by Adam Sutton
, Senior Reporter
U.S. presidential campaigns are nonprofit juggernauts. They use every marketing channel to raise a massive amount of donations in a matter of months. Throughout that time, hundreds of millions of dollars are pumped into two gigantic marketing machines.
Toby Fallsgraff, Director of Email, Obama for America, helped engineer President Obama’s email fundraising in 2012. His team earned the majority of the campaign’s online donations, which totaled about $690 million. More than 4.5 million people donated, and the average gift was $53.
"You can do the math and figure out a lot of people gave more than once," Fallsgraff says.
Encouraging repeat donors was central to the campaign's strategy. However, that wasn’t the only tactic. He and a team of 20 writers, as well as analysts and other staff, tested subject lines, copy and segments almost every day of the campaign.
Here are three of the best tactics they discovered:
Tactic #1. Send 'quick donate' links
At first, it seemed counterintuitive. Why would someone make another donation after being reminded that they already made one? All logic aside, Fallsgraff says his team earned a slight lift by thanking people for their earlier donations and requesting another.
"We were thanking them before we tested because it was the right thing to do," he says. "Then we realized it made a small increase in performance. Merely acknowledging a donation and thanking them made people more likely to give again."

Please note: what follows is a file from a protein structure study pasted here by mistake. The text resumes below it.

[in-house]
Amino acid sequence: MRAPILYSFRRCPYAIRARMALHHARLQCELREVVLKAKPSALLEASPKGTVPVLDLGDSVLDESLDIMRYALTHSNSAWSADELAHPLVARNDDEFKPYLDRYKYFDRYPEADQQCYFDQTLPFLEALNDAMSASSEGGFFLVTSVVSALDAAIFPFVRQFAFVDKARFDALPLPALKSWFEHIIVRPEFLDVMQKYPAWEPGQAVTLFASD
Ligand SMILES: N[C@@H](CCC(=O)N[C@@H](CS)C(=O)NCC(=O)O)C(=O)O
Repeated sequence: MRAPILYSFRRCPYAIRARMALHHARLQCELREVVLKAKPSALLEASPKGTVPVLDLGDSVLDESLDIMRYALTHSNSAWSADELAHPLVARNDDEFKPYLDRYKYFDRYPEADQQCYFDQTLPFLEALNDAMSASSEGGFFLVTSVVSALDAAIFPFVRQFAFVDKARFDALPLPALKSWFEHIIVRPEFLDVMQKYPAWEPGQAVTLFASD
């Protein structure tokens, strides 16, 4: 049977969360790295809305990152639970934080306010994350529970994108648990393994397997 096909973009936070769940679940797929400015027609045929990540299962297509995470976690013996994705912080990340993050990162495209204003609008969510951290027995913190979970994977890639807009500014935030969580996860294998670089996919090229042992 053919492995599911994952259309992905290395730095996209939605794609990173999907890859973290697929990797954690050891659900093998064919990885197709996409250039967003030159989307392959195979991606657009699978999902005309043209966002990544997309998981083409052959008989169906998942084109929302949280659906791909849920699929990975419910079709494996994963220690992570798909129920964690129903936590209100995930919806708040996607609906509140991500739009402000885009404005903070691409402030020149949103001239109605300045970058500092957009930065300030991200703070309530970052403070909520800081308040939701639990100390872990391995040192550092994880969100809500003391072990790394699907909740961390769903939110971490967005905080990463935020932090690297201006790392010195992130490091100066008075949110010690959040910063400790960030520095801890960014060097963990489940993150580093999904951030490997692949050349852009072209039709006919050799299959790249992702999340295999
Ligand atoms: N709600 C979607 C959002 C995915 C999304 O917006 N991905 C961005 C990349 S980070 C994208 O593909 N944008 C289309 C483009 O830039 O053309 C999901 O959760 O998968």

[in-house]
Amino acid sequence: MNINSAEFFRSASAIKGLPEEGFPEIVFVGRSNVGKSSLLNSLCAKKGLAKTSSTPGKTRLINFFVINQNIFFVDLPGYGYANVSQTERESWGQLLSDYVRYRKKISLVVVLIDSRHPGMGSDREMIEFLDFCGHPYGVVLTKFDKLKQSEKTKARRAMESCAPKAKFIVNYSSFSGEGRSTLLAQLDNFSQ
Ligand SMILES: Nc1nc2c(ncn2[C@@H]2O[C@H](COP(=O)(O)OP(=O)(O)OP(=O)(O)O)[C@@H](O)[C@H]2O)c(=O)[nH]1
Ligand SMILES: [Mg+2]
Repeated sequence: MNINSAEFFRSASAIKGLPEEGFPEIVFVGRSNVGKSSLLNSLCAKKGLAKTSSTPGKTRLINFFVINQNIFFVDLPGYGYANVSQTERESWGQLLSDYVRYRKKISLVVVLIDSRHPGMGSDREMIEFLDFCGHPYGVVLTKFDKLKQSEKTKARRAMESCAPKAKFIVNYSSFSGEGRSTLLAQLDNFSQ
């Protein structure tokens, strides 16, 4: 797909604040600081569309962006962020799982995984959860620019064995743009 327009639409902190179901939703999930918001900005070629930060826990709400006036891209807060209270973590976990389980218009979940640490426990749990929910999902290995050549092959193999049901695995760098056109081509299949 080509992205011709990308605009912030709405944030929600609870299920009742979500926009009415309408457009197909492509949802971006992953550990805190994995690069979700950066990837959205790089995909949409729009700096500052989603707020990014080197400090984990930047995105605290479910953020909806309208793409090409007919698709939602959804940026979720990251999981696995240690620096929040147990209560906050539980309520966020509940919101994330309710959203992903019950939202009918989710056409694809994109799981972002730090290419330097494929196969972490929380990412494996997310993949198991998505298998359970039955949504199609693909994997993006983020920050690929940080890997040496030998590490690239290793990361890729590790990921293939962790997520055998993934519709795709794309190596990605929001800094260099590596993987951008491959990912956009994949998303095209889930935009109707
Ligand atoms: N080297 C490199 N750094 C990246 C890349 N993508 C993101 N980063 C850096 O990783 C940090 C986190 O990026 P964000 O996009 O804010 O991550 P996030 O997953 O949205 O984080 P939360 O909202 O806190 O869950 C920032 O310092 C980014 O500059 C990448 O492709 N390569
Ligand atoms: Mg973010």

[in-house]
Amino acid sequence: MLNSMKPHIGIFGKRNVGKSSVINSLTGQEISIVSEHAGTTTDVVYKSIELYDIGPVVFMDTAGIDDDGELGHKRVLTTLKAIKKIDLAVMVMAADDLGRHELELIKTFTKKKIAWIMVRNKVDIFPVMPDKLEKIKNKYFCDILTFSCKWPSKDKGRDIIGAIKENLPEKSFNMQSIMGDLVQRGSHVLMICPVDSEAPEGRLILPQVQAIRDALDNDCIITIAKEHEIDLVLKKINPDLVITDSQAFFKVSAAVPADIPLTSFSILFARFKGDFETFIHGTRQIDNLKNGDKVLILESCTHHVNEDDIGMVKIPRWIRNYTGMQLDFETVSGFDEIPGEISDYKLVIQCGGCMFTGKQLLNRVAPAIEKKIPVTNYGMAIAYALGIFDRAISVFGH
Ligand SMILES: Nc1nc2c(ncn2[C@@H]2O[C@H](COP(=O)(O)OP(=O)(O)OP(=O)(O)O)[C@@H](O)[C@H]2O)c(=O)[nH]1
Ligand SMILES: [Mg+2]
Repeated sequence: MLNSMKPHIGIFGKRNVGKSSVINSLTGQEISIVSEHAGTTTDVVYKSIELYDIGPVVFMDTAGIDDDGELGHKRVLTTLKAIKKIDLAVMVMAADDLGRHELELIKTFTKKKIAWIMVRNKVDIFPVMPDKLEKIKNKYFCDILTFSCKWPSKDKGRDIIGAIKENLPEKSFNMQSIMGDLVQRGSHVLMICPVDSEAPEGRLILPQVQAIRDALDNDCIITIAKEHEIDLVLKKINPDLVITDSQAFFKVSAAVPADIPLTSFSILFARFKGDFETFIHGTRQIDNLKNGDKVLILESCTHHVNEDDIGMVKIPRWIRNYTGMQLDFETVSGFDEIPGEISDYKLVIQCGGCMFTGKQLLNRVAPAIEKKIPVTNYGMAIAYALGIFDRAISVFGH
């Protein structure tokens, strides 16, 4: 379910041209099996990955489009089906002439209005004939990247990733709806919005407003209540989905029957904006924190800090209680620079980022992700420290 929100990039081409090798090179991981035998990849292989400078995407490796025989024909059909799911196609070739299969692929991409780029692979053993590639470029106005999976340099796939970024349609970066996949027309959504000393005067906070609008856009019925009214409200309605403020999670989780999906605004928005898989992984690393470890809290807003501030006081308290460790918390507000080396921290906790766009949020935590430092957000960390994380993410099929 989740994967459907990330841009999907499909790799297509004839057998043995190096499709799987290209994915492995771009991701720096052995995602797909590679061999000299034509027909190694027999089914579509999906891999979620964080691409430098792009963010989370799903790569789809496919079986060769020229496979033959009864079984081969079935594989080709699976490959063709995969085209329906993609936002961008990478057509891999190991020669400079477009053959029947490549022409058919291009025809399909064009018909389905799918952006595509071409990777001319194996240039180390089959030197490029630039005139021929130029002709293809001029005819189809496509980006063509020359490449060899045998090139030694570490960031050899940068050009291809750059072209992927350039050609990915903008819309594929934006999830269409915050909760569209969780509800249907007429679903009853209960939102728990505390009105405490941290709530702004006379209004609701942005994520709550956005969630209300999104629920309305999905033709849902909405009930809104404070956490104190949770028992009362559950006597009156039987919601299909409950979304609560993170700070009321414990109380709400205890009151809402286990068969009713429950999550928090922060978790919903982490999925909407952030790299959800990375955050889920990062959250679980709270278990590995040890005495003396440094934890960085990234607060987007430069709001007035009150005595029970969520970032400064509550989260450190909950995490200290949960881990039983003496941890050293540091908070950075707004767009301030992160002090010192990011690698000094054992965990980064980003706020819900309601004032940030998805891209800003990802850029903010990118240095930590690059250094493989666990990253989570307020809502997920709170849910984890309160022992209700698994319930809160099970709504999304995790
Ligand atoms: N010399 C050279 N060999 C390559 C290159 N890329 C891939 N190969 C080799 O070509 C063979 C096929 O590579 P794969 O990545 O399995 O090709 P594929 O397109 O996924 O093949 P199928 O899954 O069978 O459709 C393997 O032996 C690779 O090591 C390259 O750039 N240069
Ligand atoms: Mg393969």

Speed the donation
The campaign wanted to make it easier for repeat donors to give again. Early on, the development team partnered with an agency to create "quick donate" links for the emails. The links allowed previous donors to give again with a single click, eliminating the need to visit a landing page or fill out a form.
"Even if it only takes two minutes to complete the form, there’s a significant drop off when we ask people to complete it," Fallsgraff says.
Only previous donors who had agreed to save their payment information during checkout received these links
. Clicking one made an instant contribution without any further action by the donor. Making this work was a significant technical undertaking, Fallsgraff says.
The team often listed several of these links in emails to previous donors. Each suggested a different contribution level, such as $3, $35, $50, $100, and $250. With one click, the donor could give the indicated amount.
Massive lift in conversions